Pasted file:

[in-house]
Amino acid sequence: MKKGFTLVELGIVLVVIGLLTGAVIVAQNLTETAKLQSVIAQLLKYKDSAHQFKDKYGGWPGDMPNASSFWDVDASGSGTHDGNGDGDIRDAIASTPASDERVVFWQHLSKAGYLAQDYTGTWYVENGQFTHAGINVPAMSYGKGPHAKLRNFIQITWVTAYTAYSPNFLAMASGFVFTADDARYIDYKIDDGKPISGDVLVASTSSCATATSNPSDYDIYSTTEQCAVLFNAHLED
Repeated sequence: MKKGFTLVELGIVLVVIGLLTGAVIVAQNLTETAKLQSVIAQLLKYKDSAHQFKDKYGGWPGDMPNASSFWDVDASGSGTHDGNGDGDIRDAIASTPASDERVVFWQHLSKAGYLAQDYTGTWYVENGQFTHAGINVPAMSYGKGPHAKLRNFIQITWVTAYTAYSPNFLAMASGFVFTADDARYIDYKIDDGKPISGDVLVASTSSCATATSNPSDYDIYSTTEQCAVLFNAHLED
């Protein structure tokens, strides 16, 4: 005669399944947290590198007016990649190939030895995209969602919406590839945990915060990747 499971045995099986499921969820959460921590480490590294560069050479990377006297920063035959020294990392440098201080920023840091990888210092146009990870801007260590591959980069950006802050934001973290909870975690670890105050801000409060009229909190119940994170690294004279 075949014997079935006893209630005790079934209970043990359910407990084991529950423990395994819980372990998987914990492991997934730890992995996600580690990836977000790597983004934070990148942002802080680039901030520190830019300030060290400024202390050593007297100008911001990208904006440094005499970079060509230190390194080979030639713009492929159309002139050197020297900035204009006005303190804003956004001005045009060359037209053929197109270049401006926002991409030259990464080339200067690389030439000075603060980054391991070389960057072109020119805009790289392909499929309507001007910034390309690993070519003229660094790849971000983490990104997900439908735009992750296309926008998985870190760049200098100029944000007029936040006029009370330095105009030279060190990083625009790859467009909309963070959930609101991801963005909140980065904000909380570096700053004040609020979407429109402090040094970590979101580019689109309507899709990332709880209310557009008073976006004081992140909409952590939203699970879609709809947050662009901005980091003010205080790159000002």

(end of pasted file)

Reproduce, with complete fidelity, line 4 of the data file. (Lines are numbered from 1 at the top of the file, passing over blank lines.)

């Protein structure tokens, strides 16, 4: 005669399944947290590198007016990649190939030895995209969602919406590839945990915060990747 499971045995099986499921969820959460921590480490590294560069050479990377006297920063035959020294990392440098201080920023840091990888210092146009990870801007260590591959980069950006802050934001973290909870975690670890105050801000409060009229909190119940994170690294004279 075949014997079935006893209630005790079934209970043990359910407990084991529950423990395994819980372990998987914990492991997934730890992995996600580690990836977000790597983004934070990148942002802080680039901030520190830019300030060290400024202390050593007297100008911001990208904006440094005499970079060509230190390194080979030639713009492929159309002139050197020297900035204009006005303190804003956004001005045009060359037209053929197109270049401006926002991409030259990464080339200067690389030439000075603060980054391991070389960057072109020119805009790289392909499929309507001007910034390309690993070519003229660094790849971000983490990104997900439908735009992750296309926008998985870190760049200098100029944000007029936040006029009370330095105009030279060190990083625009790859467009909309963070959930609101991801963005909140980065904000909380570096700053004040609020979407429109402090040094970590979101580019689109309507899709990332709880209310557009008073976006004081992140909409952590939203699970879609709809947050662009901005980091003010205080790159000002």